Power & Magic: The Queer Witch Comics Anthology Joamette Gil (Editor) P&M Press January, 2017 From "The Whisperer," by Arianne Hokoki Inside all queer people is magic. When honed correctly we can cast our magic out and spread a rainbow that can save others. One such spell has been cast and I have had the
Power & Magic: The Queer Witch Comics Anthology
Joamette Gil (Editor)
Inside all queer people is magic. When honed correctly we can cast our magic out and spread a rainbow that can save others. One such spell has been cast and I have had the pleasure to have fallen under it. Power and Magic: The Queer Witch Comics Anthology (or Power and Magic for short) is that spell. This anthology joins the likes of other amazing grayscale anthologies like Chain Mail Bikini. After reading over 150 pages of fantastic empowering stories about queer people, magic, and witches, I am very ready to share this with you all.
Queerness is a factor that, now more than ever, is so important in our media. This book is all about giving queer people a chance to tell their stories while getting paid. It is a blessing every time a book like Power and Magic comes and puts a hex on me. This book’s got some of the most engaging short romance around, and all of them featuring lady types (aka folks on the feminine spectrum of gender, all the way to bigender) loving other lady types. Even when romance isn’t a story’s theme, the queerness is defined. I never thought I would want characters that share so little time together on panels to smooch, but even short little scenes had me wanting cute characters to get together.
The queerness isn’t the only area of inclusivity that Power and Magic infuses into its stories—it is also a widely diverse book. This isn’t Marvel diversity either; We’re talking about women and non binary people of color expressing themselves in fantasy. You get to see so many different perspectives and cultures enchanting every story. As a collection of stories, it expresses queerness in so many wonderful ways, from talking about gender, to anxiety, to new romance, to death, to new beginnings. It’s a book where every member’s unique contribution radiates this empowering force I have almost never felt in a comic before.
I don’t think I have ever felt so fully represented without having to write a story myself. There was something that had me spellbound in every page of brown girls casting spells. This experience was simply unlike any other. Free of the continuity of a long, ongoing plot, the book is just a series of beginning middles and ends—short stories that for the most part flow fantastically into each other. These stories are unified by the loose themes of queerness and magic that give them this nice sense of unity with one another. It’s a pleasure to finish one great one and then still feel that “just one more” rush.
I said “for the most part,” because this anthology did have one small issue. There was a story about death, sad but very well done, that was followed by what I would call the book’s most artsy piece. Since it didn’t use words and had a lot going on, it didn’t manage to reset the tone for me and it left me more confused and expecting bad things. I think I would have maybe gotten just a bit more from the story if it was placed elsewhere.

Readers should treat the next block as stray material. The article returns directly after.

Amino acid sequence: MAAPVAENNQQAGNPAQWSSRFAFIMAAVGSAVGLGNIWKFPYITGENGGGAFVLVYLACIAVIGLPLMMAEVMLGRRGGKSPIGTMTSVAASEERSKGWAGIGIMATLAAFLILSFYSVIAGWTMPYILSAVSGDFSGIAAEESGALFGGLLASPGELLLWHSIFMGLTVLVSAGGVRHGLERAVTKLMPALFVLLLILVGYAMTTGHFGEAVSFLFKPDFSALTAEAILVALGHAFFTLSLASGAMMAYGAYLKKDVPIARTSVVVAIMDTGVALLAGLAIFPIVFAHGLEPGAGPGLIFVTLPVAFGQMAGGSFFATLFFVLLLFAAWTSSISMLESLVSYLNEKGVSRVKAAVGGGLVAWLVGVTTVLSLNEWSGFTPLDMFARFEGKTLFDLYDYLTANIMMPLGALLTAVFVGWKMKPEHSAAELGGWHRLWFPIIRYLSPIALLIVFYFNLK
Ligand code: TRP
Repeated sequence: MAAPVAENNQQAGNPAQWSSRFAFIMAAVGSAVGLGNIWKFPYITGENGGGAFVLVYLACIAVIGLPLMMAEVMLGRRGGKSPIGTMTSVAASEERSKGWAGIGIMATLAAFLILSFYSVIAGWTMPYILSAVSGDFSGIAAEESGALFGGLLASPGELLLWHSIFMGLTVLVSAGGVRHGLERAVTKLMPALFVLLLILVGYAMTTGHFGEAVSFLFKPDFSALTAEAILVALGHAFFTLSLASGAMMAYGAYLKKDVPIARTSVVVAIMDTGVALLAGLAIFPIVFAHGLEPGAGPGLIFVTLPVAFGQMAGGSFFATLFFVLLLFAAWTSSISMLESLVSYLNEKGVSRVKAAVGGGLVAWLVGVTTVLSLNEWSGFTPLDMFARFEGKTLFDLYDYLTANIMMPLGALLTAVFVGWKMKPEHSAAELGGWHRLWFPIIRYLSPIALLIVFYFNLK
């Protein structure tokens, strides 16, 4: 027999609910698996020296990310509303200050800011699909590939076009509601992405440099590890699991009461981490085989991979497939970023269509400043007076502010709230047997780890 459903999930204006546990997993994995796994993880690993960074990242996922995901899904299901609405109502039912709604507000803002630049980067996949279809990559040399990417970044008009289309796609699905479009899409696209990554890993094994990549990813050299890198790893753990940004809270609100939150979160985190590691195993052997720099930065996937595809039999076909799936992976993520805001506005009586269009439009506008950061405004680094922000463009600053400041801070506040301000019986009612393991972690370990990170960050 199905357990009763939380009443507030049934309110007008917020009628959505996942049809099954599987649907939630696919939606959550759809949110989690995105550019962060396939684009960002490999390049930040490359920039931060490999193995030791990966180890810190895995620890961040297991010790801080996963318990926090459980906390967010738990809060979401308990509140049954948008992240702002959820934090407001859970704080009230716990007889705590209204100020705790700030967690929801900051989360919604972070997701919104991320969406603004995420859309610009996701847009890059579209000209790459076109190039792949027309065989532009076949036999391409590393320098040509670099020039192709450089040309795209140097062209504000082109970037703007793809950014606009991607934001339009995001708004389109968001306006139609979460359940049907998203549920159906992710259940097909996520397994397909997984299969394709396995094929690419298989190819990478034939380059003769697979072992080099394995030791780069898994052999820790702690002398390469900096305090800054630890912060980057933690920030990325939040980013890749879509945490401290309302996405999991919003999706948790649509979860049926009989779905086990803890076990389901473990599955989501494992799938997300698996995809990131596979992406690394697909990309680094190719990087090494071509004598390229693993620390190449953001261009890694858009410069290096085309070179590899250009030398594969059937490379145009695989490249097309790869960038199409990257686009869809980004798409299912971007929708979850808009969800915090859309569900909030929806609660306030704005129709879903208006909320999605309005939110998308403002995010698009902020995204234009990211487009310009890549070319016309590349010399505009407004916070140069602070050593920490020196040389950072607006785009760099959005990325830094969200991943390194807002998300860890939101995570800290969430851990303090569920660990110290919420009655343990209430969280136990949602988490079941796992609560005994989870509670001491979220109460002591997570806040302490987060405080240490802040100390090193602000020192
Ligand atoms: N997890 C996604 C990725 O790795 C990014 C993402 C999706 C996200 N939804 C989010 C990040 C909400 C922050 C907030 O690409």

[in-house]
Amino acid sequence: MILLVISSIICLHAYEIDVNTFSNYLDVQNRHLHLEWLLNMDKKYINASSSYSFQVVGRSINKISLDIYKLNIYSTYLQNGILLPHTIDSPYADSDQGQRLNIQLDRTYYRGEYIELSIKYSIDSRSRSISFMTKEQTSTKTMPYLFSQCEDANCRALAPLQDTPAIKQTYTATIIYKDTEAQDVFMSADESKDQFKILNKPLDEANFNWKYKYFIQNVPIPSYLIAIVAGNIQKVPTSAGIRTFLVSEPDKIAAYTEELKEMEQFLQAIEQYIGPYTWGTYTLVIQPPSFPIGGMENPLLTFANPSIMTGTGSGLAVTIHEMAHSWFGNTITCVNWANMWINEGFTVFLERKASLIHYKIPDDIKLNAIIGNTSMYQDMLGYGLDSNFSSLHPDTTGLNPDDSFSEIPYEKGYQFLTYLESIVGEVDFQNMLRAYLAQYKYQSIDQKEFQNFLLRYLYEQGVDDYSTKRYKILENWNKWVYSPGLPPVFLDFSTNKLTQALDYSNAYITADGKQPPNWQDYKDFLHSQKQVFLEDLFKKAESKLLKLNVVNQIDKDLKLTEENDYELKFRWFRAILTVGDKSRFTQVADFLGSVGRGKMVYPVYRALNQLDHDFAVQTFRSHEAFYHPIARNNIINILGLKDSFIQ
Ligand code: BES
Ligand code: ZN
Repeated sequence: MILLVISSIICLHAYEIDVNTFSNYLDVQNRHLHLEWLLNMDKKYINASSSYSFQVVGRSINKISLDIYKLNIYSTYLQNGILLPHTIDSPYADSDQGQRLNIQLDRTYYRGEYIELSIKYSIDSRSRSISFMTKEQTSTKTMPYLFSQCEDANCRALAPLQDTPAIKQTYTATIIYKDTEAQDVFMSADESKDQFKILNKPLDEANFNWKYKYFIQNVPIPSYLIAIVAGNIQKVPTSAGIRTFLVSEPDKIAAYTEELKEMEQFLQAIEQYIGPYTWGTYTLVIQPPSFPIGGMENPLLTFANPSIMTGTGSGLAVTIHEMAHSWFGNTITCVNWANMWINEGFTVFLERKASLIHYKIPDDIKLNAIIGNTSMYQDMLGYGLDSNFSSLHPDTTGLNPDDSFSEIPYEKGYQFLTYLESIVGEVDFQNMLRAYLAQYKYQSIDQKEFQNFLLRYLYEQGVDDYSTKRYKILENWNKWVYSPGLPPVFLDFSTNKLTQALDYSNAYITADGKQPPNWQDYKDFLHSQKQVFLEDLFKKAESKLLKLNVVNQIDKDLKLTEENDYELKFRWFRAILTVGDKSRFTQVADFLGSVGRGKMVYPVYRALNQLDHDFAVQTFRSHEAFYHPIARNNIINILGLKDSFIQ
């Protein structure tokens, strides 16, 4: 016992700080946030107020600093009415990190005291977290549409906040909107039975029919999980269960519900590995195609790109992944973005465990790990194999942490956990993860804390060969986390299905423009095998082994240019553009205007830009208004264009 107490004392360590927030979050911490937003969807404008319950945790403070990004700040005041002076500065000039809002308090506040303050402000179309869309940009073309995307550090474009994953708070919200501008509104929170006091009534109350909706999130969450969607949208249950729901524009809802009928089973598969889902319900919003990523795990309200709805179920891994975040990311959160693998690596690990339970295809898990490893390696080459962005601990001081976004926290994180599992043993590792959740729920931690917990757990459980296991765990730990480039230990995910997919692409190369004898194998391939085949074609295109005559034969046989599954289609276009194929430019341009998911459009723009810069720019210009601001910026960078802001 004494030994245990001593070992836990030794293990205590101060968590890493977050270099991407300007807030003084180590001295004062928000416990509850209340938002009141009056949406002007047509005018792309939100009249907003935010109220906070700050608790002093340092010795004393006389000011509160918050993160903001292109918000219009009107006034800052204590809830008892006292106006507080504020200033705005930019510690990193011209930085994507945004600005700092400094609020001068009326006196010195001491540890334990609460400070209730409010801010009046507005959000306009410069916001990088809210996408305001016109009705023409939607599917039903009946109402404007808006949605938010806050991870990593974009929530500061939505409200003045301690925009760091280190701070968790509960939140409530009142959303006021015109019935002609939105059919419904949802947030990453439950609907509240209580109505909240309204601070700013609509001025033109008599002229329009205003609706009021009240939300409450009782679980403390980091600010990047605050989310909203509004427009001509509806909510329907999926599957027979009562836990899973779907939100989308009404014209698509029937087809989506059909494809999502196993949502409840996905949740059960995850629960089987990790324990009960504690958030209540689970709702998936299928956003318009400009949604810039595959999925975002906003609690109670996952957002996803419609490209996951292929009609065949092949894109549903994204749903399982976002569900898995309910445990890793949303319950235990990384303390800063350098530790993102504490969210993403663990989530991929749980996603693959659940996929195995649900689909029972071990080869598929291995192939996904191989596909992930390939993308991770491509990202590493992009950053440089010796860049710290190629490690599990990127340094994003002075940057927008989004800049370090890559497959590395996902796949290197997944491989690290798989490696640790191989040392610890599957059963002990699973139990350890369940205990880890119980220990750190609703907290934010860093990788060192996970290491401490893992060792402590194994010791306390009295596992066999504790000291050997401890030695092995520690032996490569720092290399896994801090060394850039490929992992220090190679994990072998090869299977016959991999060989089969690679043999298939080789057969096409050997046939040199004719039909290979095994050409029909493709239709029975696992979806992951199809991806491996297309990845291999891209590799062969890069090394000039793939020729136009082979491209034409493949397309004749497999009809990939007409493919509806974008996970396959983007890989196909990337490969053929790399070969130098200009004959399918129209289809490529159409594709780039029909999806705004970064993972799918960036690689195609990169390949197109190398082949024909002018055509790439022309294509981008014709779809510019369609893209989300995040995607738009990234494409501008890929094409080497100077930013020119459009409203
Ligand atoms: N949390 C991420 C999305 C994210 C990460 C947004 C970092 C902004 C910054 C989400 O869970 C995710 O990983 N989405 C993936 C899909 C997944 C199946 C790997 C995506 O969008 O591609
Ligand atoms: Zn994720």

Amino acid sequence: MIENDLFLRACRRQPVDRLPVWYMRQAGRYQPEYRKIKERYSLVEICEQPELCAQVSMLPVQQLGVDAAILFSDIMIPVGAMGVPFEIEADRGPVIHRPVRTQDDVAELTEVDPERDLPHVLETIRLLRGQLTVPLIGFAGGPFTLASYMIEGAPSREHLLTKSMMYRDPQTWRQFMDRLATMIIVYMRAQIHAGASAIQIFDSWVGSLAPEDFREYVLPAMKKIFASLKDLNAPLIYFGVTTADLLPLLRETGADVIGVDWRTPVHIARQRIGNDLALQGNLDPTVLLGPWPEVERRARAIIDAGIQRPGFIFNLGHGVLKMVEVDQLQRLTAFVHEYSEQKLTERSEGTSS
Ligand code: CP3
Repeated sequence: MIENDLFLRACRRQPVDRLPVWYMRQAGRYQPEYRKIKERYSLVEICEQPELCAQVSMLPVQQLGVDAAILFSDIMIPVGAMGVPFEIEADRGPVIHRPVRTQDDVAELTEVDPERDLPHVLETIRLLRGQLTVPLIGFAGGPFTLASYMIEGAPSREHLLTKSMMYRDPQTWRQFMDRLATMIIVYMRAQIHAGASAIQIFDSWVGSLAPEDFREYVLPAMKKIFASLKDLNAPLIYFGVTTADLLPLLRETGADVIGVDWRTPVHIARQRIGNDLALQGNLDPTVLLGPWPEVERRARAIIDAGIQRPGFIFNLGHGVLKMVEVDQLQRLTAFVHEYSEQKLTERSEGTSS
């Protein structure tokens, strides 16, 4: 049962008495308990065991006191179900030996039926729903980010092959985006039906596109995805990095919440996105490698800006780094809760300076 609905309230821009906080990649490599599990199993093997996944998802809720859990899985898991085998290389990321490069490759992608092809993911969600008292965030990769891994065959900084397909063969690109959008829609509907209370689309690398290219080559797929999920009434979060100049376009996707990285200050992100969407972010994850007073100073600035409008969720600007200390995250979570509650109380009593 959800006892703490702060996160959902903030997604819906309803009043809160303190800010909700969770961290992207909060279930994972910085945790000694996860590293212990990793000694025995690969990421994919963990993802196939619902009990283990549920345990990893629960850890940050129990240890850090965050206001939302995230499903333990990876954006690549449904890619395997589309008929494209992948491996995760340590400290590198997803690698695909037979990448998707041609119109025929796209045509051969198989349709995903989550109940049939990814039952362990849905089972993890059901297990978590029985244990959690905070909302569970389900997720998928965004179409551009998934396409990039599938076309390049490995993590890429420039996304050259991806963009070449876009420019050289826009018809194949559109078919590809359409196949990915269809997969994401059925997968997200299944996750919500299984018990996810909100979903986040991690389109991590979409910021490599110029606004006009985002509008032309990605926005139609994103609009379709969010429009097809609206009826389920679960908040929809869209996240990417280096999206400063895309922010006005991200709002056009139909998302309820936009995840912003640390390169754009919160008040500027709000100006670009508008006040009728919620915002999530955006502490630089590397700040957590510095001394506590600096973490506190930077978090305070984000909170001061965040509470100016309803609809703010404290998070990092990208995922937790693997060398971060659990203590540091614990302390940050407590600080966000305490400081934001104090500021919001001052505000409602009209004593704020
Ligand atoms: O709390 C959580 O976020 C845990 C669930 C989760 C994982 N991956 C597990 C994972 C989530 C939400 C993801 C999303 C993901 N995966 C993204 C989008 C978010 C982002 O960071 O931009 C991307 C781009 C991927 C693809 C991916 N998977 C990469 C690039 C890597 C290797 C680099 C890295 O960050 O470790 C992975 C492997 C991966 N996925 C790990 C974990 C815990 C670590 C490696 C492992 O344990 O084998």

That said, this book has no story I would call bad; every single piece is stunning in at least one regard, but often in every regard. The art in each story is fantastic, showcasing so many stunning artists who need to get more and more paid comics work. You can go from Coco Candelario’s amazing, almost animated looking style to the striking lines of Nivedita Sekar. The power is really in how each art style so handily enchants the story inside, showing off each artist or creative teams strengths at their best. The unique stylings make stories like “Capture The Stars” just that extra bit of charming where the love and joy simply burst out of each page.
The anthology also includes one of the most important little touches I actually missed on my first time reading: in the table of contents we have a content warning list next to each story with content that could upset the audience, or worse. In stories that bring so much joy in a book I will be picking up whenever I want to feel inspired, having that content warning is great; it will allow me to just avoid things that may spoil my mood. However, it’s bigger than just mood spoiling; it will actively help protect readers who could be be impacted horribly by particular themes.
Power and Magic will put a spell on you and now your its. Luckily you won’t need special magical phrases or ingredients to get it. You can go on Gumroad and buy it for freaking 10 dollars. I believe strongly in considering a consumer’s dollars and 10 dollars for this is a steal considering what joy I got from every single page. You pay less than a dollar a story there! Sadly getting it physically is a bit harder since it is a Kickstarter book, but it does retail for 20 dollars if you can find it and I think that’s such an amazing price. Its official physical release is in April so it might be up when you read this but when reviewing copies were not around for the general public to fill kickstarter orders first.
I feel like I want to say so much more but I also want to say nothing more. I don’t want to spoil the contents inside. I want to let the readers experience every story. I will say “Fluid” by Veronica Agarwal was particularly powerful to me as a nonbinary trans lady. It’s hard to boil Power and Magic down since it gives so many things in its pages, but overwhelmingly I feel hope reading the book. Not every story is happy but every story makes me feel hope. Not just hope for the character but for a brighter tomorrow in comics. These people poured their hearts out and I hope my review can convey part of what editor Joamette Gil’s masterpiece did for me. Give this comic a shot and embrace your own power and magic.